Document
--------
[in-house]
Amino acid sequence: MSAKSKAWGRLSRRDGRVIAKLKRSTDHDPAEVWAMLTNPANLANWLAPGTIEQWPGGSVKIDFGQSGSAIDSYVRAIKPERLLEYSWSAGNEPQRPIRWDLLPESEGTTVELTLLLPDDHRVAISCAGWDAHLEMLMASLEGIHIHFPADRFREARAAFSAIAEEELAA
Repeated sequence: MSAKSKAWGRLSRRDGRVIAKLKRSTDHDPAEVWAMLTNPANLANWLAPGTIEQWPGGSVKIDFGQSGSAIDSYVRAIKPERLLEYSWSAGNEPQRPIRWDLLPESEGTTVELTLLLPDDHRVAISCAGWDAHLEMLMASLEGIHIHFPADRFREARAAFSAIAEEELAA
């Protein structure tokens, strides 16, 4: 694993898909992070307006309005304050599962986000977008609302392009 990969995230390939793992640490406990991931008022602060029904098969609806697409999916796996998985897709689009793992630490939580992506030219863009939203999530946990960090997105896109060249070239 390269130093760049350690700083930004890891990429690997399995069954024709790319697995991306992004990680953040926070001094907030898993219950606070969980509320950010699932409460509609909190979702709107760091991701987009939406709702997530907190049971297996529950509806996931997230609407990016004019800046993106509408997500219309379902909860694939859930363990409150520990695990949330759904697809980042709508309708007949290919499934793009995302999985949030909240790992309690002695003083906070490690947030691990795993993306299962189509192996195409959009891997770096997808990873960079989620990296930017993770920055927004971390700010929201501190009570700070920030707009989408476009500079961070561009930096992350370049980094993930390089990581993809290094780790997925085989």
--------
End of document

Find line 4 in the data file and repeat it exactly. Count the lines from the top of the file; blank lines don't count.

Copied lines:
């Protein structure tokens, strides 16, 4: 694993898909992070307006309005304050599962986000977008609302392009 990969995230390939793992640490406990991931008022602060029904098969609806697409999916796996998985897709689009793992630490939580992506030219863009939203999530946990960090997105896109060249070239 390269130093760049350690700083930004890891990429690997399995069954024709790319697995991306992004990680953040926070001094907030898993219950606070969980509320950010699932409460509609909190979702709107760091991701987009939406709702997530907190049971297996529950509806996931997230609407990016004019800046993106509408997500219309379902909860694939859930363990409150520990695990949330759904697809980042709508309708007949290919499934793009995302999985949030909240790992309690002695003083906070490690947030691990795993993306299962189509192996195409959009891997770096997808990873960079989620990296930017993770920055927004971390700010929201501190009570700070920030707009989408476009500079961070561009930096992350370049980094993930390089990581993809290094780790997925085989």